2 Answers | Add Yours
If you are seeking to answer this question from what has been discussed in a classroom setting with instructor or through a class text, these resources should serve as your primary basis. Outside of that, the fear of "the other" that both sides possessed in healthy doses helped to develop the Cold War. Unified in their mutual dislike and threat in Nazi Germany, the United States and Soviet Union put aside their disagreements and ended up collaborating for the good of putting down the expansionist threat of Hitler. Once the war ended, both sides continued with their mistrust of one another, heightened by the American use of the atomic bomb and increased with the Russian launching of the Sputnik space satellite. In the end, the fear of the other helped to erect divisions in Europe where sides were chosen. Sometimes, this choice was made through political convenience in siding with the other and other times it was made completely through being forced by "the other." This fighting for supremacy allowed the Cold War to spread.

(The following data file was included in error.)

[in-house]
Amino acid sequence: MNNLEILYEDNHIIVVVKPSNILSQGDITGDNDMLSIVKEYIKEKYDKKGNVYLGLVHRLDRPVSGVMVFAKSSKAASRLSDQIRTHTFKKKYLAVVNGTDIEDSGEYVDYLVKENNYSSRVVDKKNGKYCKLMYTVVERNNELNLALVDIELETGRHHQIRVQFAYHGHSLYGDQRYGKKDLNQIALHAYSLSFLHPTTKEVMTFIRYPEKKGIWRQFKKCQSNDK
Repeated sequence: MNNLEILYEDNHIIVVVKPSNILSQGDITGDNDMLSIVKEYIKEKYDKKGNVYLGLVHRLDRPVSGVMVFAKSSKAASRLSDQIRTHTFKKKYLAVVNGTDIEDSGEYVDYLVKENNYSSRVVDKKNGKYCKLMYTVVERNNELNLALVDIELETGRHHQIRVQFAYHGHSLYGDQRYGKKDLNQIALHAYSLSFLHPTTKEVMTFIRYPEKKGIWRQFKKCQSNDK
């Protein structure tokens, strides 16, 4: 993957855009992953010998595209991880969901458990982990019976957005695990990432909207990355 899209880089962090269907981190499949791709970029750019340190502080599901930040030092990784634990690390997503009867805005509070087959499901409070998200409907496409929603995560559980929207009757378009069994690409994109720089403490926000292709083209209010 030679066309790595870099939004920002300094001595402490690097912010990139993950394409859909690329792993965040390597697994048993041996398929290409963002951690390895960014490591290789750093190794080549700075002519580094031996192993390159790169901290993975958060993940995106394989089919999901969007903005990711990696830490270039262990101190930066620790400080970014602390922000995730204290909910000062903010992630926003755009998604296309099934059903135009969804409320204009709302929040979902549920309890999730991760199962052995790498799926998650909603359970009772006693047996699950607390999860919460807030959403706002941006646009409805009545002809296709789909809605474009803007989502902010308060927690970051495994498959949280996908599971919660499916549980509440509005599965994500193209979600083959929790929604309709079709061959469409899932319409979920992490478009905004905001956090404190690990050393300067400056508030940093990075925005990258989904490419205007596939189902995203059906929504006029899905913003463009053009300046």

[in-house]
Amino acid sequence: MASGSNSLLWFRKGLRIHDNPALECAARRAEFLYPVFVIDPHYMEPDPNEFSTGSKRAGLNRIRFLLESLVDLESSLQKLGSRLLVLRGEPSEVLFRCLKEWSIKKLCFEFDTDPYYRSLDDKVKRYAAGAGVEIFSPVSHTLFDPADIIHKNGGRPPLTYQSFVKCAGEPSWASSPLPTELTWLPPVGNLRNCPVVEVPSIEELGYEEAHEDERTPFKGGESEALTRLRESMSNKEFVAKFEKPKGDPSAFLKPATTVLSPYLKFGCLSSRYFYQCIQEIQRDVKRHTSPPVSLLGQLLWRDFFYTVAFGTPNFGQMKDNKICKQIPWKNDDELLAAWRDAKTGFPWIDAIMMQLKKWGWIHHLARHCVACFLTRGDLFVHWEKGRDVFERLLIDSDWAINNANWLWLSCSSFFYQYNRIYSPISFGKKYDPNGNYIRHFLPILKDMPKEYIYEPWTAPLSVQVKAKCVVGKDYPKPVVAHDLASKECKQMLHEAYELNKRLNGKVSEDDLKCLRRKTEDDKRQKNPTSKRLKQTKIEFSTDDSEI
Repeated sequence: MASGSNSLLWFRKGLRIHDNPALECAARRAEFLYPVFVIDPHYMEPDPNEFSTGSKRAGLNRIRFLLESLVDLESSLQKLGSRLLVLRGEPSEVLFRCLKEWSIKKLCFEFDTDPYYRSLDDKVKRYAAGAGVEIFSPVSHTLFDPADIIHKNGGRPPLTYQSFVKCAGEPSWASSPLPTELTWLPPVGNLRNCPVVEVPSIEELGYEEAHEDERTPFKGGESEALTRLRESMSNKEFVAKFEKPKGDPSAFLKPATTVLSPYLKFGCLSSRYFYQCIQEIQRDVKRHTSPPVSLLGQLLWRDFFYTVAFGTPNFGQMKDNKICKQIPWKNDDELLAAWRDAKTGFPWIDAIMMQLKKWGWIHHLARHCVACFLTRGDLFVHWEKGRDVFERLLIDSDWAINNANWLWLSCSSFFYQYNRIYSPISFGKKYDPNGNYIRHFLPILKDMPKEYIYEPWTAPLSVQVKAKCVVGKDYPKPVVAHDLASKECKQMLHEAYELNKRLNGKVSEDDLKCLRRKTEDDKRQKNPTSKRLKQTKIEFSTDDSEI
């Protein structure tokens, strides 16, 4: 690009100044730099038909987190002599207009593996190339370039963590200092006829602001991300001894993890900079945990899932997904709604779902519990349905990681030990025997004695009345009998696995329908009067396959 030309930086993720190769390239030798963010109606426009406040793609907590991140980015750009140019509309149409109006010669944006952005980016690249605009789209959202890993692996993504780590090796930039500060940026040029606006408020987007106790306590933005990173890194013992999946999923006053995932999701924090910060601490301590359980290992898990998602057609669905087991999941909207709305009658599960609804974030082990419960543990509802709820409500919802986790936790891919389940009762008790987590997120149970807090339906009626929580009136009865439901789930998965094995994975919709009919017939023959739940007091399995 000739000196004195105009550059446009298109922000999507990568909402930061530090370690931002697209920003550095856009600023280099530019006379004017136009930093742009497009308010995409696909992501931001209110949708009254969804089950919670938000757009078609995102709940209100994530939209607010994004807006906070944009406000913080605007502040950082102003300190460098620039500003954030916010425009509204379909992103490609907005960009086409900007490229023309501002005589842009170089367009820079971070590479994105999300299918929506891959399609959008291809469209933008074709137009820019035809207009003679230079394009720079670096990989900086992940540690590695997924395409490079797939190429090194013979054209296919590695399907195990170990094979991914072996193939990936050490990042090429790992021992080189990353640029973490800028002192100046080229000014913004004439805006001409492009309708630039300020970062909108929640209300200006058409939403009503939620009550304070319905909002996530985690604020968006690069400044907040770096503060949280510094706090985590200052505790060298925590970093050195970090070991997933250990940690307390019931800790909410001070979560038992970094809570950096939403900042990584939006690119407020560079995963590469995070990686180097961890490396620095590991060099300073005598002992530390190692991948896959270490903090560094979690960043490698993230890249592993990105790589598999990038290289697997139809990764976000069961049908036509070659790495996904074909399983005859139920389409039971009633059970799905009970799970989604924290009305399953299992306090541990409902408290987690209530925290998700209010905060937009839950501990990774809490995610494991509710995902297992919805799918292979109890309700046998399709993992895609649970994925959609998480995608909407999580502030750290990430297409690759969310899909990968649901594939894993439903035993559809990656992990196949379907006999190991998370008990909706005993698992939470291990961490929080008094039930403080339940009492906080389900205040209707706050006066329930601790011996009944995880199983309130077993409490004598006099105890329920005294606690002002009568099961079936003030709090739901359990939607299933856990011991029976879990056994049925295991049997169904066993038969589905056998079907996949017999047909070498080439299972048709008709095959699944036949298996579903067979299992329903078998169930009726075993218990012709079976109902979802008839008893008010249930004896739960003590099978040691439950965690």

Your book surely has specific facts you are supposed to come up with because this is such a broad question. You really should check your text to make sure you get the right facts.
The Cold War developed as a competition between the Soviet Union and the United States. Much of the early Cold War was played out in Europe. The Cold War started with the partitioning of Europe at the end of World War II. From there, the positions of the two sides became hardened as the two superpowers became more and more suspicious of each other.
There was some amount of a push in various European countries to separate themselves from the Cold War competition. The French tried to assert themselves as an independent power. On the communist side, so did Yugoslavia. But overall, the pattern held -- the world order in the Cold War was very much one of the US and its allies against the Soviets and their client states.
We’ve answered 317,598 questions. We can answer yours, too.Ask a question